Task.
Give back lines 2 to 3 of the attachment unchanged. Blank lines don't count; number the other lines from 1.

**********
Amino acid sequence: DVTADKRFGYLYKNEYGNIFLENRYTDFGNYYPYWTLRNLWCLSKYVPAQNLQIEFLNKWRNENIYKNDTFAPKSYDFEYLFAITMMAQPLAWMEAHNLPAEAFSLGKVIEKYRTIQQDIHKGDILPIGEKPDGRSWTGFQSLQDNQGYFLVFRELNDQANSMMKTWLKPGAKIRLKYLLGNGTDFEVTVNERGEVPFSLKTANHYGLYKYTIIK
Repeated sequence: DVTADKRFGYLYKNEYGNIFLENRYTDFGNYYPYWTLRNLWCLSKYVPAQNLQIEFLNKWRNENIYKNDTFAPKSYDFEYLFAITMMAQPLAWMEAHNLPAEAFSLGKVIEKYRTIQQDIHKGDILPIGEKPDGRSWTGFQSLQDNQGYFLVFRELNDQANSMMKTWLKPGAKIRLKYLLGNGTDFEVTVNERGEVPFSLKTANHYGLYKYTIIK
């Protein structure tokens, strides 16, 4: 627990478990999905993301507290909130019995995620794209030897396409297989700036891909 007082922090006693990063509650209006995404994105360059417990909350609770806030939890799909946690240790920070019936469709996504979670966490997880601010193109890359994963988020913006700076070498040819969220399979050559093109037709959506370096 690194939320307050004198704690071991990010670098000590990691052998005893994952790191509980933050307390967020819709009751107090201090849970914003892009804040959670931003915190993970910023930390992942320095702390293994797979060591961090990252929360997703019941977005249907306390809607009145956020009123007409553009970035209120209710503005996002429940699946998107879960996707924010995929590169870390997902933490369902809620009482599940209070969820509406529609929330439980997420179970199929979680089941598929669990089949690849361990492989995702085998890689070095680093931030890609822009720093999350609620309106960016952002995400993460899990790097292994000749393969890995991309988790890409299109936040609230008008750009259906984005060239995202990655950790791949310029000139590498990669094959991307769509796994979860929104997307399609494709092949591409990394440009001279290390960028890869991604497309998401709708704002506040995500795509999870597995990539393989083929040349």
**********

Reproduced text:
Repeated sequence: DVTADKRFGYLYKNEYGNIFLENRYTDFGNYYPYWTLRNLWCLSKYVPAQNLQIEFLNKWRNENIYKNDTFAPKSYDFEYLFAITMMAQPLAWMEAHNLPAEAFSLGKVIEKYRTIQQDIHKGDILPIGEKPDGRSWTGFQSLQDNQGYFLVFRELNDQANSMMKTWLKPGAKIRLKYLLGNGTDFEVTVNERGEVPFSLKTANHYGLYKYTIIK
């Protein structure tokens, strides 16, 4: 627990478990999905993301507290909130019995995620794209030897396409297989700036891909 007082922090006693990063509650209006995404994105360059417990909350609770806030939890799909946690240790920070019936469709996504979670966490997880601010193109890359994963988020913006700076070498040819969220399979050559093109037709959506370096 690194939320307050004198704690071991990010670098000590990691052998005893994952790191509980933050307390967020819709009751107090201090849970914003892009804040959670931003915190993970910023930390992942320095702390293994797979060591961090990252929360997703019941977005249907306390809607009145956020009123007409553009970035209120209710503005996002429940699946998107879960996707924010995929590169870390997902933490369902809620009482599940209070969820509406529609929330439980997420179970199929979680089941598929669990089949690849361990492989995702085998890689070095680093931030890609822009720093999350609620309106960016952002995400993460899990790097292994000749393969890995991309988790890409299109936040609230008008750009259906984005060239995202990655950790791949310029000139590498990669094959991307769509796994979860929104997307399609494709092949591409990394440009001279290390960028890869991604497309998401709708704002506040995500795509999870597995990539393989083929040349």